secure containers now

It’s 2018 and your Docker containers need to be secure

david appelbaum / 01.02.18

Linux Containers have existed since the mid 2000s but containers didn’t experience a surge in popularity until Docker burst onto the scene in 2013. And all it took was about year (according to the 2017 Docker Adoption survey by Datadog) for containers be widely adopted by microservices and cloud-native app builders.

Fast forward to 2018, and you will notice that most enterprise organizations are in various stages of Docker adoption ranging from those  who are testing the waters with pilot projects, all the way to advanced users whose apps have been transformed to containerized and microservices applications.

As with the introduction of any new technology, security issues are sure to surface. That’s why we’ve created this list of the top five tips you should know if you’re using Docker containers, especially if you’re just beginning your container journey!

Take a look, arm yourself, and start reaping the benefits of faster app deployments that are truly secure. There’s no time like the present to protect your organization!

  1. Integrate security and compliance into the DevOps pipeline – Fixing security issues in containers after deployment is exponentially more expensive than at build time. We strongly recommend integrating your container image scanning solution into the CI tools used by developers such as Jenkins and Atlassian Bamboo. This will help you identify issues in container images such as vulnerable packages and embedded secrets during the build process. Once identified, you can choose to automatically fail the builds that don’t meet your security policy.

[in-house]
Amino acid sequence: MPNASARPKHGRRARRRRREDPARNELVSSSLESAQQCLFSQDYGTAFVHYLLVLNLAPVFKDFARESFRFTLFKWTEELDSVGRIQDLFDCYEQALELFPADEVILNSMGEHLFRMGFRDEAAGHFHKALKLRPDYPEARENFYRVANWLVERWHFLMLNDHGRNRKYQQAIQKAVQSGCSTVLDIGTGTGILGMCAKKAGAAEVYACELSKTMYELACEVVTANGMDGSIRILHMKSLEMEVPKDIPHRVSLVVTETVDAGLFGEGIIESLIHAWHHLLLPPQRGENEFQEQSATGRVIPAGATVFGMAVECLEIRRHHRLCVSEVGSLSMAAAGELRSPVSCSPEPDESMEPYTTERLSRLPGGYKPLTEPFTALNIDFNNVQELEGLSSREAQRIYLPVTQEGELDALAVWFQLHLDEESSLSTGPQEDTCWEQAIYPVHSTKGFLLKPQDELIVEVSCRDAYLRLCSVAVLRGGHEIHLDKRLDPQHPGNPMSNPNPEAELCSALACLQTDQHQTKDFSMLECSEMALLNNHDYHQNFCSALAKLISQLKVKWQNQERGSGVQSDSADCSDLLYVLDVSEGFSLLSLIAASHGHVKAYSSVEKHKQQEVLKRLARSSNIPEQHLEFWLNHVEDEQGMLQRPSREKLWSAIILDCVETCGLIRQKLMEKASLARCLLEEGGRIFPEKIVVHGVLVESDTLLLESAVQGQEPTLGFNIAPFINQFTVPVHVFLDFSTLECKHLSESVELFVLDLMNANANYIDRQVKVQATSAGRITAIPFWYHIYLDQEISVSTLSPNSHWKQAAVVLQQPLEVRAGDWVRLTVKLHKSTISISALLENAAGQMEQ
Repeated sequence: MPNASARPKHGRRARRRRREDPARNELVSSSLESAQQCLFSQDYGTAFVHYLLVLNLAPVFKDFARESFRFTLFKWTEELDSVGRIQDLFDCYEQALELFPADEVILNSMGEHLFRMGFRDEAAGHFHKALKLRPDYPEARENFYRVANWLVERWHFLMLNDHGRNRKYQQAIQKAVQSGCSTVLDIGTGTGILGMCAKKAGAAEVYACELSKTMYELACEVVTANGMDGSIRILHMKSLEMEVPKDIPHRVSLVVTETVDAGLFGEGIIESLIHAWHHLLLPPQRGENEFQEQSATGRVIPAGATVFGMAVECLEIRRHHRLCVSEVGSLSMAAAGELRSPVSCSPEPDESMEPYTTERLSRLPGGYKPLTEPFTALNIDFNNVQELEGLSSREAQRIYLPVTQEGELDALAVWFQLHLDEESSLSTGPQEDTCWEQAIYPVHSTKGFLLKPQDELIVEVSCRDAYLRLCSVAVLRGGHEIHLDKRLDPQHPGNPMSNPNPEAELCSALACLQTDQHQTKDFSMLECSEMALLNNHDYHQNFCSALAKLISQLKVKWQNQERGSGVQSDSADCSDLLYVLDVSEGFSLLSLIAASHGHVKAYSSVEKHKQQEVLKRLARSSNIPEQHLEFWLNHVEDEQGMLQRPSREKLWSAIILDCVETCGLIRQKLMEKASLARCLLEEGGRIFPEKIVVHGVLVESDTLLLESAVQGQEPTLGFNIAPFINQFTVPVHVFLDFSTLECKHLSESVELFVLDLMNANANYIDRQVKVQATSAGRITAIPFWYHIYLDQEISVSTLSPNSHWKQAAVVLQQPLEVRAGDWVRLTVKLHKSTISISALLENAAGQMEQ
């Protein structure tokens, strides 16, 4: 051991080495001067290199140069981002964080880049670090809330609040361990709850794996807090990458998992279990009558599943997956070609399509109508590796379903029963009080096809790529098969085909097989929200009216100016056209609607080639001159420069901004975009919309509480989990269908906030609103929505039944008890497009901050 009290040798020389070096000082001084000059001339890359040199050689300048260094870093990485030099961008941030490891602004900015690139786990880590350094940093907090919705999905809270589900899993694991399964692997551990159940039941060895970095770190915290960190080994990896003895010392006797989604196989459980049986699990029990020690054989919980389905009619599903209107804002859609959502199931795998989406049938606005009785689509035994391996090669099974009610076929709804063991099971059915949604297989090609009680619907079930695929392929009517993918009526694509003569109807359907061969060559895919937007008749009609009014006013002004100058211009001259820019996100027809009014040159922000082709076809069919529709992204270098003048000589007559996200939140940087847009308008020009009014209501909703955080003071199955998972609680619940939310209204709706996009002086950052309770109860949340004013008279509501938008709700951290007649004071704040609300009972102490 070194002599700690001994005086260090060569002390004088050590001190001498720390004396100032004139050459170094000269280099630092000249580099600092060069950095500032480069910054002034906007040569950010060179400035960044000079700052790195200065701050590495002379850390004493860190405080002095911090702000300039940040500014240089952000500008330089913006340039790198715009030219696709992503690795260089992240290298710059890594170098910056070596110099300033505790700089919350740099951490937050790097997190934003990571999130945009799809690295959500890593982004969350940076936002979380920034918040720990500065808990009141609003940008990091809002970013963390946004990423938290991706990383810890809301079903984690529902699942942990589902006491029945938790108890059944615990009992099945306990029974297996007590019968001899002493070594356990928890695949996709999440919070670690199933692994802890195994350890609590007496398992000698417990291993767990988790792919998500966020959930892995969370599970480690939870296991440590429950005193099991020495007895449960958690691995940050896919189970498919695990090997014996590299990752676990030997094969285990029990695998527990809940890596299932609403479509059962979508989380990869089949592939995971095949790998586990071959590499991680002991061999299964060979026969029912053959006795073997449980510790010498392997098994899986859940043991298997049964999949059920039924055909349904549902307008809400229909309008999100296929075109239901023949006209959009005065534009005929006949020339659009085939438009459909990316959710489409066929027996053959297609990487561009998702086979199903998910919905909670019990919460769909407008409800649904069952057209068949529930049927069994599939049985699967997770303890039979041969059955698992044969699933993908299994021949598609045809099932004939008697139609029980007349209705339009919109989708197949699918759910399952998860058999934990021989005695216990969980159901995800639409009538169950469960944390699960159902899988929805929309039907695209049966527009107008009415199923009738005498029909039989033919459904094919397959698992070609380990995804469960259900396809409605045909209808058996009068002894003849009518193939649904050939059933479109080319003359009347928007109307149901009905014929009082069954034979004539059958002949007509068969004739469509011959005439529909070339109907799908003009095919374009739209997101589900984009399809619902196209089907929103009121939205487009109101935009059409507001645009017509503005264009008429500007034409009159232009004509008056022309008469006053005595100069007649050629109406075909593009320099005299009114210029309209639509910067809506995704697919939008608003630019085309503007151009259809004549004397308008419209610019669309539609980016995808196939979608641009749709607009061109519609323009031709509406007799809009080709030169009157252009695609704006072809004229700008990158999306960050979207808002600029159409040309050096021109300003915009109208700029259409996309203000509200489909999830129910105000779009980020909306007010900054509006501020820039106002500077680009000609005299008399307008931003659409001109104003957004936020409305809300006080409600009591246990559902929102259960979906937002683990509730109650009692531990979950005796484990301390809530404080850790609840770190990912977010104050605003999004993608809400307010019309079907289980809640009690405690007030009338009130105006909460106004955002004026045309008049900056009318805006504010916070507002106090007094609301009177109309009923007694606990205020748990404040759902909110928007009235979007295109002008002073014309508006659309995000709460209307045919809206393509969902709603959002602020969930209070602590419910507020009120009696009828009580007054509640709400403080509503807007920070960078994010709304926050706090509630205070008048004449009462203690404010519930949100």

2. Monitor and scan container images – Security starts with visibility. DevOps teams use image registries such as Docker Private Registry, Amazon ECR, and jFrog Artifactory to distribute container images. It’s important to monitor the images hosted by one or more image registries. This will help you gain visibility into container images used across your organization, security issues in images, and the mapping of images to run containers in your environments.
  3. Monitor containers – Visibility into containers is as critical. Identifying containers that are based on an unsafe image, or come from unknown sources, will ensure you’re not running vulnerable or misconfigured containers. In addition, it’s important to get visibility into containers that are running in privileged mode, or those that aren’t running in read-only mode.
  4. Secure hosts running containers – We can’t stress this enough: containers are only as secure as the hosts they run on. Host operating systems and installed software packages (including Docker daemon) can have vulnerabilities or can be misconfigured, leading to security gaps which can then impact all containers running on the host.
  5. Audit all activities – Be sure to audit the container through the entire DevOps pipeline by monitoring Docker events and integrating them with SIEM tools such as SumoLogic, Splunk and ElasticSearch. By implementing the above, you should also be able able to generate detailed vulnerability reports and configuration assessment reports to meet compliance requirements.

Still not sure if you need to fully secure your containers? Then check out these two articles on container security: Docker security and Are Docker containers really secure?